Justice Dept. Still Under Pressure for Answers About Swartz Prosecution

Several journalists, influential activists, and members of Congress attended the event in the Cannon House Office Building on Feb. 4. Among the lawmakers were Reps. Zoe Lofgren (D-Calif.) and Darrell Issa (R-Calif,), and Sen. Ron Wyden (D-Ore.), who all support a bill that would amend the CFAA.

Issa, chairman of the House Oversight and Government Reform Committee, mentioned at the memorial how he and Swartz would have found themselves at odds with many decisions, yet they would still find common ground on their belief that information is a human right.

“'Stick it to the man,' something from my generation, resonates with everyone here tonight," Issa said. "Ultimately, trusting a government is inconsistent with our founding words, 'We the people.' Aaron understood that. … Our copyright laws were created for the purpose of promoting useful works, not hiding them. Our government, and every asset of the government, belongs to the American people. Not one piece of federal land is off your ability to walk through at your pleasure, unless there's a valid reason to prohibit that. That principle, I think Aaron and I would always agree on. The principle that we own our government, we own all the rights and privileges that God gave us."

“Product after product and innovation after innovation will be stifled unless we assume what Aaron assumed – that curiosity is about you get to anywhere, anytime and look at anything unless there is a valid reason to stop you; and if you go over the line it is appropriate to be told you went over the line…but the crime and the punishment have to fit,” said Issa – the only Republican lawmaker to speak at the memorial.

Many government officials have voiced their indignation with the Department of Justice for the way that it handled Swartz’s prosecution.

Two days after Swartz’s death, Senate GOP Whip John Cornyn (Texas) wrote to Attorney General Eric Holder asking some pointed questions about the prosecution by the Department of Justice against Swartz.

In another letter to Holder dated Jan. 28, Issa and Maryland Rep. Elijah Cummings, the Oversight Committee’s top Democrat, asked Holder to explain the factors that figured in the decision by the U.S. Attorney’s office in Massachusetts to charge Swartz.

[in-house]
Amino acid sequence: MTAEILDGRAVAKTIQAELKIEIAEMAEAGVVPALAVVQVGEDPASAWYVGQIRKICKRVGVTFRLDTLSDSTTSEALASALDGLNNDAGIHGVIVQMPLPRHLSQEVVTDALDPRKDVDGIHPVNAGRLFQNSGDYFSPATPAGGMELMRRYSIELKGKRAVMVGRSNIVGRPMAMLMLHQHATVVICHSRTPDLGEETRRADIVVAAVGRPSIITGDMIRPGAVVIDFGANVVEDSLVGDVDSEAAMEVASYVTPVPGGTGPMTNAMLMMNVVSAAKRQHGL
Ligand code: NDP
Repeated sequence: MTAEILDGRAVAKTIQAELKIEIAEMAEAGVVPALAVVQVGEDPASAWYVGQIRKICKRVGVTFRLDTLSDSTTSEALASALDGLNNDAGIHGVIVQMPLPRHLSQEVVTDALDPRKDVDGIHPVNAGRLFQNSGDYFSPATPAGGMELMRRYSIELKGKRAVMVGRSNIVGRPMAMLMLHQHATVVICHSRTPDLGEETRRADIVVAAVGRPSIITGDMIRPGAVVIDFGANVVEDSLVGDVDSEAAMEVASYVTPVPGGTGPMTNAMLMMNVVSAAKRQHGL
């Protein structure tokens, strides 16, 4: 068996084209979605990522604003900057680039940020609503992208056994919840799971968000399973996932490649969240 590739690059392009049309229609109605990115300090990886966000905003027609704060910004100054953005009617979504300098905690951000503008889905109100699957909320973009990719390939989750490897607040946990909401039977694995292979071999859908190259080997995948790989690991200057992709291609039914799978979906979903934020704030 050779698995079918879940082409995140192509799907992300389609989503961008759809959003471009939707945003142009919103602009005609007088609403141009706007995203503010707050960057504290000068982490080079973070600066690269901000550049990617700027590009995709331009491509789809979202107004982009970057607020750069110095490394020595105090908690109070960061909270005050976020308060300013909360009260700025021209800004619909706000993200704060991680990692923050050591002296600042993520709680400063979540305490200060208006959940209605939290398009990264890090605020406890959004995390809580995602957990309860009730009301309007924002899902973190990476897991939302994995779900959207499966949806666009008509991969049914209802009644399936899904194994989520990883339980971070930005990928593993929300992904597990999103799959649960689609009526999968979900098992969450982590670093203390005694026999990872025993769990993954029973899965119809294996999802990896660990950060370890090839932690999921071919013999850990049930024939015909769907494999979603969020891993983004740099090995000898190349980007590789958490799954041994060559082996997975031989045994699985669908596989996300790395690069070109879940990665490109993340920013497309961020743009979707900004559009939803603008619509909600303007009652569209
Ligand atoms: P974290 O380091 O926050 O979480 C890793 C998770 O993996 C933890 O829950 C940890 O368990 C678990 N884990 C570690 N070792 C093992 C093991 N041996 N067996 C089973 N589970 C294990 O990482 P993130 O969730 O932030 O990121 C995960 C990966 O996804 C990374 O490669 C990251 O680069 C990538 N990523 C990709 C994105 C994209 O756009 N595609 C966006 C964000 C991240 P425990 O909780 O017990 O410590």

Among the questions raised in the letter was specific information on what pleas were offered, whether Swartz’s opposition to SOPA was one of the factors considered, and why was a superseding indictment was necessary. The panel also requested a briefing by federal prosecutors to address all the questions about Swartz’s prosecution.

“It appears that prosecutors increased the felony counts by providing specific dates for each action, turning each marked date into its own felony charge, and significantly increasing Mr. Swartz’s maximum criminal exposure to up to 50 years imprisonment and $1 million in fines,” wrote the lawmakers.

The Department of Justice declined to comment on the case.

Shortly after Swartz’s death, Ortiz released a statement disputing accusations of “prosecutorial overreach.”

“As a parent and a sister, I can only imagine the pain felt by the family and friends of Aaron Swartz, and I want to extend my heartfelt sympathy to everyone who knew and loved this young man. I know that there is little I can say to abate the anger felt by those who believe that this office’s prosecution of Mr. Swartz was unwarranted and somehow led to the tragic result of him taking his own life,” said Ortiz.

She, however, made clear that her office’s conduct was “appropriate in bringing and handling the case.”

But Issa suspects that Ortiz was motivated, at least in part, by ambition. The congressman joined Swartz’s supporters during the memorial in condemning the prosecutor’s abuse of power, reported the Boston Herald.

The Department of Justice agreed to give a closed briefing to Oversight staffers and potentially members on its decision to prosecute Swartz. That reportedly took place Friday.